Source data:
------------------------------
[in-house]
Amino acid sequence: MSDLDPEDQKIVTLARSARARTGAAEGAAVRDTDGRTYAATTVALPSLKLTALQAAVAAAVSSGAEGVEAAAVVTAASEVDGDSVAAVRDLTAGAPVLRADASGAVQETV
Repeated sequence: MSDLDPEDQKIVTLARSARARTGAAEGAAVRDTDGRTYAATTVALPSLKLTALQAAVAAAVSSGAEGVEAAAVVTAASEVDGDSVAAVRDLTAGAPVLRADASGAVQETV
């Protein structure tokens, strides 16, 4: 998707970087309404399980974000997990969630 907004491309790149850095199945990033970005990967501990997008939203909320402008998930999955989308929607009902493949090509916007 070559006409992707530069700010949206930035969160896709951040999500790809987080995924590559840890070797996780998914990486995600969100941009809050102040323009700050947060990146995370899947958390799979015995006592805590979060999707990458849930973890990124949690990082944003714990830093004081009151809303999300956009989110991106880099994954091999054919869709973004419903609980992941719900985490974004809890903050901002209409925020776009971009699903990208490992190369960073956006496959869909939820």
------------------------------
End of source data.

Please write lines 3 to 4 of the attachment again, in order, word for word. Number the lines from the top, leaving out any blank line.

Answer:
Repeated sequence: MSDLDPEDQKIVTLARSARARTGAAEGAAVRDTDGRTYAATTVALPSLKLTALQAAVAAAVSSGAEGVEAAAVVTAASEVDGDSVAAVRDLTAGAPVLRADASGAVQETV
């Protein structure tokens, strides 16, 4: 998707970087309404399980974000997990969630 907004491309790149850095199945990033970005990967501990997008939203909320402008998930999955989308929607009902493949090509916007 070559006409992707530069700010949206930035969160896709951040999500790809987080995924590559840890070797996780998914990486995600969100941009809050102040323009700050947060990146995370899947958390799979015995006592805590979060999707990458849930973890990124949690990082944003714990830093004081009151809303999300956009989110991106880099994954091999054919869709973004419903609980992941719900985490974004809890903050901002209409925020776009971009699903990208490992190369960073956006496959869909939820």